Clandestine Theology: A Non-Philosopher’s Confession of Faith: translated by Andrew Sackin-Poll (2017)
In this new translation, Laruelle offers a serious and rigorous challenge to contemporary theological thought, calling into question the dominant understanding of the relation between Christ, theology, and philosophy, not only from a theoretical, but also political perspective.
He achieves this through an inversion of St Paul’s reading of Christ, through which the ground for Christianity shifts. It is no longer the ‘event’ of the resurrection, as philosophical and theological operation (Badiou’s St Paul), so much as the Risen Himself that forms the starting point for a non-philosophical confession. Between the Greek and the Jew, Laruelle places the Gnostic-Christ in order to disrupt and overturn such theologico-philosophical interpretations of the resurrection and set the Risen within the radical immanence of Man-in-Person.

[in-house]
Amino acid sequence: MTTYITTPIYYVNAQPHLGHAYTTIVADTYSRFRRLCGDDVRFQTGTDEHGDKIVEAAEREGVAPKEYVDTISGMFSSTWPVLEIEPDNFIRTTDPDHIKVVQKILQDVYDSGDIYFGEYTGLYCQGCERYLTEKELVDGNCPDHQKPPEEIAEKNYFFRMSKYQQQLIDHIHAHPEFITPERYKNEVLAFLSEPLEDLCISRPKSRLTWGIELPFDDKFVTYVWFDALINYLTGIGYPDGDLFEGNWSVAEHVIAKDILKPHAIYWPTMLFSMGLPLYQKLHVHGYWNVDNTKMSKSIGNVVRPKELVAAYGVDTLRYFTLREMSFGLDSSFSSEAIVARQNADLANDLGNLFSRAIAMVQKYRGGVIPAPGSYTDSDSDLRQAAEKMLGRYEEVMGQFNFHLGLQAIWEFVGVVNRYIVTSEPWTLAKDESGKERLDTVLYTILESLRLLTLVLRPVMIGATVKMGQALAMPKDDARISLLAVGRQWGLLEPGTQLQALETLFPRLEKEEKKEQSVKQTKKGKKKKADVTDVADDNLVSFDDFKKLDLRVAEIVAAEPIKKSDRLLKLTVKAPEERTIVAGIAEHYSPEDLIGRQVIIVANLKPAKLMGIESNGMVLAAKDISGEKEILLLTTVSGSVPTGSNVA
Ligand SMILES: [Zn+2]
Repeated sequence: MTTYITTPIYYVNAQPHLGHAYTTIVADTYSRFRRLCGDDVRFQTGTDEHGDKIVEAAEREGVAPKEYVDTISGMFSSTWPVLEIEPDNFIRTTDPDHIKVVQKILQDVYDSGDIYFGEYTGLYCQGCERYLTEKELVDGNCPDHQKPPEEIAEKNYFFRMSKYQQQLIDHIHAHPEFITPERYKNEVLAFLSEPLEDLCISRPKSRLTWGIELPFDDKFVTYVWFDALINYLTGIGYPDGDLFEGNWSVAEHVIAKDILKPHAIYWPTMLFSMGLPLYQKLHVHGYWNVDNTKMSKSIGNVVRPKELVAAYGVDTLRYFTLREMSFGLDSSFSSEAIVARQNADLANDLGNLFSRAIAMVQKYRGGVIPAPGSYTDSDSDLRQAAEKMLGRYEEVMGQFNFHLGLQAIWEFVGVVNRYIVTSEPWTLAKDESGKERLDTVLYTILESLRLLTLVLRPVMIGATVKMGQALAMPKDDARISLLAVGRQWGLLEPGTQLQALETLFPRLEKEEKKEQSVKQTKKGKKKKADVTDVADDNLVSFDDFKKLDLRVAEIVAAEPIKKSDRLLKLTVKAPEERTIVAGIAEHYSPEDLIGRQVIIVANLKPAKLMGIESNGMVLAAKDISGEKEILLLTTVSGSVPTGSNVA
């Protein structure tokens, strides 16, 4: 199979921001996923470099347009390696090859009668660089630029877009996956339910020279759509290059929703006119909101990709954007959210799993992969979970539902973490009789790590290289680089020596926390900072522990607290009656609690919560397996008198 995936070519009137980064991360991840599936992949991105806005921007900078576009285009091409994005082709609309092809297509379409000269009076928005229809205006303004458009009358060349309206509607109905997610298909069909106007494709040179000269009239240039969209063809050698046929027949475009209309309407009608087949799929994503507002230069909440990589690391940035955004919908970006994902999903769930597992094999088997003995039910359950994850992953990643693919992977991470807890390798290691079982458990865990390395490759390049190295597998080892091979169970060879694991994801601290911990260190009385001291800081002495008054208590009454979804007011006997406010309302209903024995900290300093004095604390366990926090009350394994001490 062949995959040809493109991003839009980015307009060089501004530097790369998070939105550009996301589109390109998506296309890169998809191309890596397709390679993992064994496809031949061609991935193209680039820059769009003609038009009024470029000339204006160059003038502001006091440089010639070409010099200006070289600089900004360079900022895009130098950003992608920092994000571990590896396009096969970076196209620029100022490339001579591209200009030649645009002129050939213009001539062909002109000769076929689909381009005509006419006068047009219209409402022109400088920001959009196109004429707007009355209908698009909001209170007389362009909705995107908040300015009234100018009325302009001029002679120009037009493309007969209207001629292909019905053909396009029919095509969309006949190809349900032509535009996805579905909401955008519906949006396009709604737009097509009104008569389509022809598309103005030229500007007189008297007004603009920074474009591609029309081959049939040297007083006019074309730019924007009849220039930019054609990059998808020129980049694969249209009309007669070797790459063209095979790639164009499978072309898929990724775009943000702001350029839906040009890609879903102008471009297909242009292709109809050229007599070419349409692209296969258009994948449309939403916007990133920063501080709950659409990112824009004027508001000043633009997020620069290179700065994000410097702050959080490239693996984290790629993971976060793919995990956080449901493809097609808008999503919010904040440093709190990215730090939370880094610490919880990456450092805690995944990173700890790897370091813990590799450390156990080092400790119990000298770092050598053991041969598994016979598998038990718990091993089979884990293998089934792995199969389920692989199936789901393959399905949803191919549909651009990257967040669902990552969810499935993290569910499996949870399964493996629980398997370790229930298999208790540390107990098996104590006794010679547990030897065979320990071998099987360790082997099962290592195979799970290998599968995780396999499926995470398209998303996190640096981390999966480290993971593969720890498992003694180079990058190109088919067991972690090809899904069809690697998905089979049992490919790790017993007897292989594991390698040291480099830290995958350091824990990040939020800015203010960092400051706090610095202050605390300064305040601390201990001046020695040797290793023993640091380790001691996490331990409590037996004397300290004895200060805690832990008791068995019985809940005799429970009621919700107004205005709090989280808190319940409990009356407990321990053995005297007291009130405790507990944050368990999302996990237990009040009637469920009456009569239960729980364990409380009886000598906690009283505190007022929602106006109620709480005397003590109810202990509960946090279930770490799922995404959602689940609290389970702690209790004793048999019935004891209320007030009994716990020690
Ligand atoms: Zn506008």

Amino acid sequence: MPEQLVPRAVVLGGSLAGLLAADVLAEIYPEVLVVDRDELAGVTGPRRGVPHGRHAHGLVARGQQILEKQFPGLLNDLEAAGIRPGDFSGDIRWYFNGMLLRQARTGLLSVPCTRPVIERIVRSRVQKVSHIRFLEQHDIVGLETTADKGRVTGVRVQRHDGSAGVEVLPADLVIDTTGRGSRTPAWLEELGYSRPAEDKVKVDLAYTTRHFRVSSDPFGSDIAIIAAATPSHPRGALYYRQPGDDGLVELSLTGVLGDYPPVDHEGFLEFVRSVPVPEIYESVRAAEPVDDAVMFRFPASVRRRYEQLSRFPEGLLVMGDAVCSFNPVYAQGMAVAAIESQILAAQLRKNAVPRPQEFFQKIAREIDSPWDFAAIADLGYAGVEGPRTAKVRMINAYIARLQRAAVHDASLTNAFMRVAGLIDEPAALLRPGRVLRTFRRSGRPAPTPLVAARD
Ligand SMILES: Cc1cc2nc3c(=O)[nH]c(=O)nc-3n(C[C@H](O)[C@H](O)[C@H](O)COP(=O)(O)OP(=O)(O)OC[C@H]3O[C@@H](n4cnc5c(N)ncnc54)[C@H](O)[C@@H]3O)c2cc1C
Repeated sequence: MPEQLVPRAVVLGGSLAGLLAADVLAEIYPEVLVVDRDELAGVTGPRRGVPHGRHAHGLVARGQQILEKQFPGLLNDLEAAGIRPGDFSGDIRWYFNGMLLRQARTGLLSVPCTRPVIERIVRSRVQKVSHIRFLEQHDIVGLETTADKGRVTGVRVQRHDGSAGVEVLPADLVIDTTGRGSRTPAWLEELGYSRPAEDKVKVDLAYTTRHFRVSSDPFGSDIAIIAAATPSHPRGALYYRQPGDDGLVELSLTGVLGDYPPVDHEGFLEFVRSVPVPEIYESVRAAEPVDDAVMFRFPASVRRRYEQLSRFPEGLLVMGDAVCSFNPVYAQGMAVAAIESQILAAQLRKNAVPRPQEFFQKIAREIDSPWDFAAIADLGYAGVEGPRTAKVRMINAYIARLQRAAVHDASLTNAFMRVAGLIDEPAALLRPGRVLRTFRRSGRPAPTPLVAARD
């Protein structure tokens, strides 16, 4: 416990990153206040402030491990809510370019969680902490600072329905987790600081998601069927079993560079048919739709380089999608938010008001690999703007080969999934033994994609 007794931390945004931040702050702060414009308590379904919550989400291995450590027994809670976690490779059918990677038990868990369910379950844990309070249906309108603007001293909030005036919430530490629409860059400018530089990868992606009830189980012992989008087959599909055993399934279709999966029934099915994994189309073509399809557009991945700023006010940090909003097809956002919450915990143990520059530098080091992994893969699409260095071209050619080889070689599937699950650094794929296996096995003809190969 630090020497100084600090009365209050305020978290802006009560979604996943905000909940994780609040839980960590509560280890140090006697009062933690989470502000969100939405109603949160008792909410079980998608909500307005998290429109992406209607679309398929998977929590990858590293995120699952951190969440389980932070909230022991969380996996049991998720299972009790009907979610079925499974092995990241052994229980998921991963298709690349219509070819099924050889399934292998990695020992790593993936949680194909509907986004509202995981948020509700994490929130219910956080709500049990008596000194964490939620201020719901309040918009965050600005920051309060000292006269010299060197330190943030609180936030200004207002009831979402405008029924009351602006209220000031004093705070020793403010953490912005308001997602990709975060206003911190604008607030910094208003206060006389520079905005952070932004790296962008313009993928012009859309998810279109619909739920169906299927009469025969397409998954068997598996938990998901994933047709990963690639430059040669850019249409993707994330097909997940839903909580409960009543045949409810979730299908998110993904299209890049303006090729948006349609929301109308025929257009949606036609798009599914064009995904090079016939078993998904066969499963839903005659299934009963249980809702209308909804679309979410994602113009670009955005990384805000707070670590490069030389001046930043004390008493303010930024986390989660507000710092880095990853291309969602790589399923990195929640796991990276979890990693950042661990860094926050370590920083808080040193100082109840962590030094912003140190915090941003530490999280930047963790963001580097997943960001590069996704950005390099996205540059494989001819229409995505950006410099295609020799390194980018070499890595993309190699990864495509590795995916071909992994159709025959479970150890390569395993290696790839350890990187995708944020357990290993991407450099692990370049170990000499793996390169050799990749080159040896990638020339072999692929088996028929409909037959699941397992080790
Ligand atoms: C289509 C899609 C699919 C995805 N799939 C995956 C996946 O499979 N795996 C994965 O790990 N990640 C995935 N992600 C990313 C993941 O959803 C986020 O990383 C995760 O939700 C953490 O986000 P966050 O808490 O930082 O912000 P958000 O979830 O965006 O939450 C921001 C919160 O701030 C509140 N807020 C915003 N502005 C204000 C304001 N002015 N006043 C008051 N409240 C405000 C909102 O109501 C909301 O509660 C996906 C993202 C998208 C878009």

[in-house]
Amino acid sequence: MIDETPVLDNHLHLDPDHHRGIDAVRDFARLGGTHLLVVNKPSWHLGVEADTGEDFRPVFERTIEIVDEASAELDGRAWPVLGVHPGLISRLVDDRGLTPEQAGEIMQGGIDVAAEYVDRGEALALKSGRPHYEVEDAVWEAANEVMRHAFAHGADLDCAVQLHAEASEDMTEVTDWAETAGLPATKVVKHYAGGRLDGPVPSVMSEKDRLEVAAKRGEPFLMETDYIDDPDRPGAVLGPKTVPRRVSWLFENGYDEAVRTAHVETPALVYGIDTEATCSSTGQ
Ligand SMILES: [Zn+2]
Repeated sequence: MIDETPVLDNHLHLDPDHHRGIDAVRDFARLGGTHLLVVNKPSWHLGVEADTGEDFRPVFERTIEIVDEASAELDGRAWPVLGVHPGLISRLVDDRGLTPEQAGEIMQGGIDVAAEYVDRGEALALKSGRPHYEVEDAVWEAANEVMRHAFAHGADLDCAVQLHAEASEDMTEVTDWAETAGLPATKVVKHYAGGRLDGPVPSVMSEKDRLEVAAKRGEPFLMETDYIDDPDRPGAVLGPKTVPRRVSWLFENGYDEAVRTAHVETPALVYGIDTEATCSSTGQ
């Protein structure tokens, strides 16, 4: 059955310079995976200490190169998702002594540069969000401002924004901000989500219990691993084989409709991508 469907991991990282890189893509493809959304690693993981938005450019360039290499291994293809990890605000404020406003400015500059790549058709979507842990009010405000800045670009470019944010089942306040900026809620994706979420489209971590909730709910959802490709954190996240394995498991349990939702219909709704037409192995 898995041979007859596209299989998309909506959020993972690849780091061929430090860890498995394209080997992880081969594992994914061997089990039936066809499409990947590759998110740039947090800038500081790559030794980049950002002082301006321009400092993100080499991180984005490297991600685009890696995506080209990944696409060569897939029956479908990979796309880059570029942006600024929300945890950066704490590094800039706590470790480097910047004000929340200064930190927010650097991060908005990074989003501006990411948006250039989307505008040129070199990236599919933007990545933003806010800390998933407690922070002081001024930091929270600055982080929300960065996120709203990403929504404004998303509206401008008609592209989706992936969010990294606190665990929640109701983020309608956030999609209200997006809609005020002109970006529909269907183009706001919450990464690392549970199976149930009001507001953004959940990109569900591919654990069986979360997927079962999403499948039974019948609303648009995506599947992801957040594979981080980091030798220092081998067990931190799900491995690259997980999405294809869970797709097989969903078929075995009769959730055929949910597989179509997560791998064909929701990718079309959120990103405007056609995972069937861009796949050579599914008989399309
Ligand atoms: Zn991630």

Forming the basis for a non-Christianity, Clandestine Theology offers a more radical deconstruction of Christianity, resting upon the last identity of Man and the humanity of Christ as opposed to endless deferral or difference (Nancy) or the universalising economy of Ideas and Events (Badiou).